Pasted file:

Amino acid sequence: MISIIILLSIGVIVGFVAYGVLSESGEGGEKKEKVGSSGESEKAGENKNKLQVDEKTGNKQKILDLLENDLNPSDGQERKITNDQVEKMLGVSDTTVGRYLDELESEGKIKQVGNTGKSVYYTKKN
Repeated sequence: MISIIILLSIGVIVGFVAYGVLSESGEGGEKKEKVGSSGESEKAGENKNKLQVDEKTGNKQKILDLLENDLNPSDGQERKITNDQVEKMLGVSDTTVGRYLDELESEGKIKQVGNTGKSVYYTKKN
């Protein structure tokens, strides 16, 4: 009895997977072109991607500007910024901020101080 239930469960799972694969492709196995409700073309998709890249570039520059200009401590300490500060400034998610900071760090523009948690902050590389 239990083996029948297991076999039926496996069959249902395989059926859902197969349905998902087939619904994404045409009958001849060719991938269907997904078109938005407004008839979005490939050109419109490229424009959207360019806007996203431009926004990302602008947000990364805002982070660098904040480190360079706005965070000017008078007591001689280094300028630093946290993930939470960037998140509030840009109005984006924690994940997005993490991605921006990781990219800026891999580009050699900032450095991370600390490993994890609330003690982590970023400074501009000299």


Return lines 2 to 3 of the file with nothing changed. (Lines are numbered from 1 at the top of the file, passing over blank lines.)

Repeated sequence: MISIIILLSIGVIVGFVAYGVLSESGEGGEKKEKVGSSGESEKAGENKNKLQVDEKTGNKQKILDLLENDLNPSDGQERKITNDQVEKMLGVSDTTVGRYLDELESEGKIKQVGNTGKSVYYTKKN
């Protein structure tokens, strides 16, 4: 009895997977072109991607500007910024901020101080 239930469960799972694969492709196995409700073309998709890249570039520059200009401590300490500060400034998610900071760090523009948690902050590389 239990083996029948297991076999039926496996069959249902395989059926859902197969349905998902087939619904994404045409009958001849060719991938269907997904078109938005407004008839979005490939050109419109490229424009959207360019806007996203431009926004990302602008947000990364805002982070660098904040480190360079706005965070000017008078007591001689280094300028630093946290993930939470960037998140509030840009109005984006924690994940997005993490991605921006990781990219800026891999580009050699900032450095991370600390490993994890609330003690982590970023400074501009000299």